to aid in the global fight against human trafficking. The comprehensive database was developed to assist in the operation
of the National Human Trafficking Resource Center (NHTRC), which runs the national human trafficking hotline for the U.S.
This development is part of a public-private collaboration between Polaris Project and LexisNexis (www.lexisnexis.com), a leading global provider of content-enabled workflow solutions.
LexisNexis® Risk & Information Analytics Group worked with Polaris Project to develop and implement a new web-based
system that allows all hotline employees to access the same information in real time. The newly designed solution allows Polaris
Project employees to service those in need by being able to field and respond to hotline calls more quickly and provide up-to-date,
accurate information about local resources and service providers. Prior to this new national database, Polaris Project used
a cumbersome system that contained information in disparate spreadsheets, making it difficult to access, maintain and share
Over the past year, the resources of the NHTRC have been increasingly accessed by community members, service providers
and law enforcement. Call volume has grown two to three times the number in previous years – reaching over 500 calls
per month – highlighting the critical need for these services and infrastructure improvements. As the fight against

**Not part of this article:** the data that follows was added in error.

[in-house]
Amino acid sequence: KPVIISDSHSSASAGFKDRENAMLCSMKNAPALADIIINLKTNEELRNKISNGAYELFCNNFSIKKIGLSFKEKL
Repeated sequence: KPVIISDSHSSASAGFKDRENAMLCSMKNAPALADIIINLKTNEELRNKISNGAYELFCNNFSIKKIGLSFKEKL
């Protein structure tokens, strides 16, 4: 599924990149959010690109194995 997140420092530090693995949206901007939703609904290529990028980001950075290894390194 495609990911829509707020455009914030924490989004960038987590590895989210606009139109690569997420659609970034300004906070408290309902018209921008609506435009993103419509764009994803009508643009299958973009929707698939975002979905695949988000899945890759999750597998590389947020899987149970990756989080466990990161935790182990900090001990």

human-trafficking grows, the new database will expand to meet this need and will help to increase the number of victims identified,
the number of traffickers brought to justice and the number of survivors receiving critical social services.
Using its 35 years of database and analytic modeling, LexisNexis developed a system to help Polaris Project store, manage
and access its critical information. This in-kind donation includes 250 hours of employee labor, donated computer hardware
and ongoing system support.
"Fighting human trafficking is all about protection for the victims and accountability for those enslaving them," said
Ambassador Mark Lagon, executive director of Polaris Project. "Polaris Project deeply values the working partnership LexisNexis
has forged with us. In advancing the Polaris-run National Human Trafficking Resource Center, through innovative analytics
solutions from LexisNexis, we are together advancing the Rule of Law in the name of the most disempowered."
Nearly 10 years after the passage of the Trafficking Victims Protection Act (TVPA) of 2000, the anti-trafficking field